A southern Leavenworth County farm's sunflower fields attracted more than 100,000 visitors last year.

A southern Leavenworth County farm’s sunflower fields attracted more than 100,000 visitors last year.

And county officials are making plans to deal with the traffic and other issues related to this year’s visitors to Grinter Farms, 24154 Stillwell Road.

This year’s crop of sunflowers will be planted this month, according to the Grinter Farms Facebook page.

The county’s preparation for the crowds the sunflowers may draw was discussed Thursday during a meeting of the Leavenworth County Commission.

Commissioners were conducting a department head meeting when Chairman Doug Smith raised the issue.

“This is a big deal for the county,” Smith said.

County Administrator Mark Loughry said the sunflower fields attracted about 150,000 people during Labor Day weekend last year, causing significant traffic backups.

In addition to traffic concerns, the large number of visitors causes health and safety concerns, Loughry said.

He said county officials are trying to work out a traffic control plan.

“We’ll do the best that we can,” he said.

Loughry said it is his understanding the owners of the farm plan to stagger the planting of sunflowers this year for a longer season.

Commissioner Bob Holland asked if Grinter Farms has land to use for parking.

Jeff Joseph, director of planning and zoning, said the farm has 15 acres that are used for parking. But rainfall during that period could make it difficult to use the area for parking.

Holland asked if the owners of the farm want to place gravel over the parking area. He suggested the county could help with this.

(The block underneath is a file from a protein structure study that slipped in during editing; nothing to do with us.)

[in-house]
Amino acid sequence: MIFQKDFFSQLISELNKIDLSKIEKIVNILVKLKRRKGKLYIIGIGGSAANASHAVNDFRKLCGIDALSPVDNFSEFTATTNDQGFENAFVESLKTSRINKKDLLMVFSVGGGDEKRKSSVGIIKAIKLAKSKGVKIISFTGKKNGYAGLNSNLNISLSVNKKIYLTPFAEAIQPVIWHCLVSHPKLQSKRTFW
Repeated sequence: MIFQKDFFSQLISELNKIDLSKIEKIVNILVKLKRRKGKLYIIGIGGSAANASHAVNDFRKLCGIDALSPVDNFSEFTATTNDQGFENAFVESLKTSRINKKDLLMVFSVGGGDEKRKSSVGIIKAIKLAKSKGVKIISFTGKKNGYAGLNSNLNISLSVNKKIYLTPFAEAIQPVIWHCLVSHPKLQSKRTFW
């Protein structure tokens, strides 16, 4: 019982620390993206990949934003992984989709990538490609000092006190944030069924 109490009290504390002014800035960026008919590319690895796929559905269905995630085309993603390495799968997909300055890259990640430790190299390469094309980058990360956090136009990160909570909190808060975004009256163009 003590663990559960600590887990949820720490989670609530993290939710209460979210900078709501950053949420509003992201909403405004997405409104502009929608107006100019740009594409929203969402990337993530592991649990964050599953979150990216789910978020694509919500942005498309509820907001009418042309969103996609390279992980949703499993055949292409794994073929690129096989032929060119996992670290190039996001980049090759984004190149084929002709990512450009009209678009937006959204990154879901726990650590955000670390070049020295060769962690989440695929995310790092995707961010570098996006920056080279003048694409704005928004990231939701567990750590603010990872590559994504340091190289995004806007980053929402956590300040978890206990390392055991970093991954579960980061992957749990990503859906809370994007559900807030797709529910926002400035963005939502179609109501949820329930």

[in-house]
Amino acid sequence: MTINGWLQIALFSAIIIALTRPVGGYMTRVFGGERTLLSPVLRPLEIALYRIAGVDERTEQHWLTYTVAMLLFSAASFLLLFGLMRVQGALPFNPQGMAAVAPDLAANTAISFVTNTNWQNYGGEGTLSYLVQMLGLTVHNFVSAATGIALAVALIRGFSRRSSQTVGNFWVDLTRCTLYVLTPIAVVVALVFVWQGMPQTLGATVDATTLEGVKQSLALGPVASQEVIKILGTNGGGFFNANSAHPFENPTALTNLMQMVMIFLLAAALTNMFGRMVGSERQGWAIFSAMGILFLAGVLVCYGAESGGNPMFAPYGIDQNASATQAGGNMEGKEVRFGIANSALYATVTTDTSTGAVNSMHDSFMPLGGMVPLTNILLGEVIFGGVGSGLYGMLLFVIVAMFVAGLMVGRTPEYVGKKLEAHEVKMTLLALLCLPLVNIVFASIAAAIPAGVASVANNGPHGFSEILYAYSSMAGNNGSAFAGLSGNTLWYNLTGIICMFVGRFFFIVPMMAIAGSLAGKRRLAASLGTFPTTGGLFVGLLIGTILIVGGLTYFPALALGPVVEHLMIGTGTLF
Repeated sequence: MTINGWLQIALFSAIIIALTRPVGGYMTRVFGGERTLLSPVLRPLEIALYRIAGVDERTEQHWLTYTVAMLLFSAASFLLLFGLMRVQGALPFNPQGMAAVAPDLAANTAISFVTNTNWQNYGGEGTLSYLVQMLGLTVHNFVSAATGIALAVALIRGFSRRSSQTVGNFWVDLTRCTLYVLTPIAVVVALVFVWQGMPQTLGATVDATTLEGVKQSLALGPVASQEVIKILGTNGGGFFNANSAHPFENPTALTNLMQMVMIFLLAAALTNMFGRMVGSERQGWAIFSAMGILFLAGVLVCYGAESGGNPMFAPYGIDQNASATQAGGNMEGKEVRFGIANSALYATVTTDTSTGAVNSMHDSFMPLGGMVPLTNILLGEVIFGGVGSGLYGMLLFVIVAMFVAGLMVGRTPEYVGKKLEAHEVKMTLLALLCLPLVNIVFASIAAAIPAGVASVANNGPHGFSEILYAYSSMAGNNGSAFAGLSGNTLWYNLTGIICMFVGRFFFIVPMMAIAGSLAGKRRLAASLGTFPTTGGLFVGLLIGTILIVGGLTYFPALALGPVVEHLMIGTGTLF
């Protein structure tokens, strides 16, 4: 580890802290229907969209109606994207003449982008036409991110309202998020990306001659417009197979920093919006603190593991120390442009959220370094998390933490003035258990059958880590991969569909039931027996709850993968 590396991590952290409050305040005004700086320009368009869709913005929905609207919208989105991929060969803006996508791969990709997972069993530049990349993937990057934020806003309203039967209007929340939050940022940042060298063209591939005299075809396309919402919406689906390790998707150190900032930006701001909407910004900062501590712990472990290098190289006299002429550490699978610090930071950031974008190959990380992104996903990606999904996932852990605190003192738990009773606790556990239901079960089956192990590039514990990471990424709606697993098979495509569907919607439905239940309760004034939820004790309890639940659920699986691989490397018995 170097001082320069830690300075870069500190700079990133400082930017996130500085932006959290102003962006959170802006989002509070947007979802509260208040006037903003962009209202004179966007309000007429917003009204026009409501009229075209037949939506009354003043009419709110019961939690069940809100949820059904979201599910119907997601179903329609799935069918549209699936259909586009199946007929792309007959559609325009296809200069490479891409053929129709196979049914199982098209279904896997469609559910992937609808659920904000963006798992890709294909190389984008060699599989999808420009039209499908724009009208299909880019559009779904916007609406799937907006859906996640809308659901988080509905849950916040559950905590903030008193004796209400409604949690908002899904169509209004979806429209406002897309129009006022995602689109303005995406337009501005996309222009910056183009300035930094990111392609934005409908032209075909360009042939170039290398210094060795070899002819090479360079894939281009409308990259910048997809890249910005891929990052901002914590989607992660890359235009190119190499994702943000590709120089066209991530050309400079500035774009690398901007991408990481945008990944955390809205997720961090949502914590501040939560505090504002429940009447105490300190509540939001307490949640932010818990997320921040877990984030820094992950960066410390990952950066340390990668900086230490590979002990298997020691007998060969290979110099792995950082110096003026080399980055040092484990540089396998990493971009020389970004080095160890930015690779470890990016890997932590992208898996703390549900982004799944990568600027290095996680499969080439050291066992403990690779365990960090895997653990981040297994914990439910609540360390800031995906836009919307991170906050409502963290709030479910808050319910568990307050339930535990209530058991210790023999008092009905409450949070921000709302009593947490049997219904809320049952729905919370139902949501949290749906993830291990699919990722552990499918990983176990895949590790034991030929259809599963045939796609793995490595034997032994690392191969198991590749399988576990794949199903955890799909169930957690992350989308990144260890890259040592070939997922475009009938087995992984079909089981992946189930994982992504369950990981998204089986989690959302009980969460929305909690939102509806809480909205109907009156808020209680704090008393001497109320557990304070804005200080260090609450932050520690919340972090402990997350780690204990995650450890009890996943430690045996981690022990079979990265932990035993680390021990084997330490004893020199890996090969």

Loughry said he believes these 15 acres are used for other purposes the rest of the year. He said it is used for parking for only a couple of weeks.

Leavenworth County Emergency Management Director Chuck Magaha said state officials have been contacted about posting messages on Interstate 70 to direct drivers to alternate routes to Grinter Farms instead of exiting onto 222nd Street near Tonganoxie.

Magaha said his biggest concern is that drivers will follow the routes suggested by their GPS units.

John Matthews, who serves on the county’s Planning Commission, asked if the County Commission can create an event tax to help pay the county’s expenses.

County Counselor Mollie Hill said Grinter Farms does not charge admission to visit the sunflower fields, but donations are accepted.

Hill said she considered whether the county should require a temporary special use permit for the event, but she feels this would not apply in this case.

Smith said he is sure county staff members will come up with a plan. The chairman said he does not want to turn people away from the county.

“Labor Day is going to be here before you know it,” he said.

Twitter: @LVTNewsJohnR